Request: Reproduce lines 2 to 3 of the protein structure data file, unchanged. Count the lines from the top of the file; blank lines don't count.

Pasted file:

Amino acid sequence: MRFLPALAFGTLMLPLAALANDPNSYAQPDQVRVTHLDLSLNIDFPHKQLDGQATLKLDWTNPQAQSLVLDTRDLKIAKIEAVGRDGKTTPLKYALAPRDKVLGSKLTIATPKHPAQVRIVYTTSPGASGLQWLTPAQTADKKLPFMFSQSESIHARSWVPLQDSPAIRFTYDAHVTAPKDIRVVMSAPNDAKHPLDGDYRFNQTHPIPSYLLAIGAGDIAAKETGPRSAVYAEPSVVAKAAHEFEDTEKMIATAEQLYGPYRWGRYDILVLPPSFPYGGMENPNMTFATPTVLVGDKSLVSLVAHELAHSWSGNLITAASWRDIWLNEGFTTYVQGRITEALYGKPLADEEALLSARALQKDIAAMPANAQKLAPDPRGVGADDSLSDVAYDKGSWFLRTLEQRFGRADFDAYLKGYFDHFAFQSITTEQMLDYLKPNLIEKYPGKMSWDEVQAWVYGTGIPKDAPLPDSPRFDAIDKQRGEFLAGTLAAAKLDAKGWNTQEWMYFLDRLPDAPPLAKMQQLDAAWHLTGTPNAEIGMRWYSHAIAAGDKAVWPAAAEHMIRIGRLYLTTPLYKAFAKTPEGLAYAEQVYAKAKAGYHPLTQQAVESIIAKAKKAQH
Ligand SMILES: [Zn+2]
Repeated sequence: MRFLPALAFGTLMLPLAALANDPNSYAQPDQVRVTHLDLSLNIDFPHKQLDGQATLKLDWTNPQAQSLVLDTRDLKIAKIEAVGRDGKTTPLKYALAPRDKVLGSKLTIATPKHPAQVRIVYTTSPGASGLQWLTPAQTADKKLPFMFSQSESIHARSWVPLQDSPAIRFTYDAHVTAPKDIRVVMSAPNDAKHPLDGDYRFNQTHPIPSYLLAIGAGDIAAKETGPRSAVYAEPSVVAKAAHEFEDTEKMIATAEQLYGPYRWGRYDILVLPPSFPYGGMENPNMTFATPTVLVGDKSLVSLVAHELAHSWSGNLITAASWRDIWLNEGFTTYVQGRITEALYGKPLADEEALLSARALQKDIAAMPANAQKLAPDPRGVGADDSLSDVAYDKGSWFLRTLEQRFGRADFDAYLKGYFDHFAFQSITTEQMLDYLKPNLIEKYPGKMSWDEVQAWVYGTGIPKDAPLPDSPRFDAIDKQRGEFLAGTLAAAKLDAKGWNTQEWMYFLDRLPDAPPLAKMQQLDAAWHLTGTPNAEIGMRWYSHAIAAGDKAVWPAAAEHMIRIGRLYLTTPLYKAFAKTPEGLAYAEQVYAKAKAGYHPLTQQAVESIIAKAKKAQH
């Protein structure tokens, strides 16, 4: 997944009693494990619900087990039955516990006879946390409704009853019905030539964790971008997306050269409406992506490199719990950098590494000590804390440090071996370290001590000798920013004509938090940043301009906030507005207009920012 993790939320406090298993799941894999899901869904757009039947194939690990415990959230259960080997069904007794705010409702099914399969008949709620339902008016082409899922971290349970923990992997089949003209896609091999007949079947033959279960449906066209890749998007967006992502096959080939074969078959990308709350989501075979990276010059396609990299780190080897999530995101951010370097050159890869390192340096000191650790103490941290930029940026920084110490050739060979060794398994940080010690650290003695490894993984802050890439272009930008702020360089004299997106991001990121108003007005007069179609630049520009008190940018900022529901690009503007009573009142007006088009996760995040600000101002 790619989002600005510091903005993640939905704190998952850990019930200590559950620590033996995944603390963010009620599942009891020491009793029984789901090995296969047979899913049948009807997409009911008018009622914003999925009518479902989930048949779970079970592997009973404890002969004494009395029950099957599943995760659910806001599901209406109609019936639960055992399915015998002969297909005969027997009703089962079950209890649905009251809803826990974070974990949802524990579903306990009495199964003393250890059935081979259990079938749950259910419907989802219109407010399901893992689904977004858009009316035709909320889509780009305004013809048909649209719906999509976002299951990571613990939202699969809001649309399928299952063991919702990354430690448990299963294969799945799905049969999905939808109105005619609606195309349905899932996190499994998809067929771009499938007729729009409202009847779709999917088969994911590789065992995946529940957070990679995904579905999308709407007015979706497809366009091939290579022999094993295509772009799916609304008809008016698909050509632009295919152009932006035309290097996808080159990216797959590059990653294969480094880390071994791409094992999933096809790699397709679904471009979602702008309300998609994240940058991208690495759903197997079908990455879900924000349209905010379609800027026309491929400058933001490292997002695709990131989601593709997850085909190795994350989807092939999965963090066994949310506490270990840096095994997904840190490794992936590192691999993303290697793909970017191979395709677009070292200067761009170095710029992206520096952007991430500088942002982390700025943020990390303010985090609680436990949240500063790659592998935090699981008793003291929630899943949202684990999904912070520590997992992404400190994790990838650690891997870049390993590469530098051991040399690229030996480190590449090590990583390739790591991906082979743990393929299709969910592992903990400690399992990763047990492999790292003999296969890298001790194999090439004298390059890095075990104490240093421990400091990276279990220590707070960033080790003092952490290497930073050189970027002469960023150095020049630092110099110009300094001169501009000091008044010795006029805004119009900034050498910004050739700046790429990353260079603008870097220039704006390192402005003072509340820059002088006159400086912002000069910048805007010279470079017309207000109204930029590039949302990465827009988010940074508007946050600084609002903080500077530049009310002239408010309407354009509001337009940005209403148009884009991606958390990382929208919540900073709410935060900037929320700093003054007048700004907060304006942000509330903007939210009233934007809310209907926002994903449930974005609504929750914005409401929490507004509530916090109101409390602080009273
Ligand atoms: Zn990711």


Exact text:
Ligand SMILES: [Zn+2]
Repeated sequence: MRFLPALAFGTLMLPLAALANDPNSYAQPDQVRVTHLDLSLNIDFPHKQLDGQATLKLDWTNPQAQSLVLDTRDLKIAKIEAVGRDGKTTPLKYALAPRDKVLGSKLTIATPKHPAQVRIVYTTSPGASGLQWLTPAQTADKKLPFMFSQSESIHARSWVPLQDSPAIRFTYDAHVTAPKDIRVVMSAPNDAKHPLDGDYRFNQTHPIPSYLLAIGAGDIAAKETGPRSAVYAEPSVVAKAAHEFEDTEKMIATAEQLYGPYRWGRYDILVLPPSFPYGGMENPNMTFATPTVLVGDKSLVSLVAHELAHSWSGNLITAASWRDIWLNEGFTTYVQGRITEALYGKPLADEEALLSARALQKDIAAMPANAQKLAPDPRGVGADDSLSDVAYDKGSWFLRTLEQRFGRADFDAYLKGYFDHFAFQSITTEQMLDYLKPNLIEKYPGKMSWDEVQAWVYGTGIPKDAPLPDSPRFDAIDKQRGEFLAGTLAAAKLDAKGWNTQEWMYFLDRLPDAPPLAKMQQLDAAWHLTGTPNAEIGMRWYSHAIAAGDKAVWPAAAEHMIRIGRLYLTTPLYKAFAKTPEGLAYAEQVYAKAKAGYHPLTQQAVESIIAKAKKAQH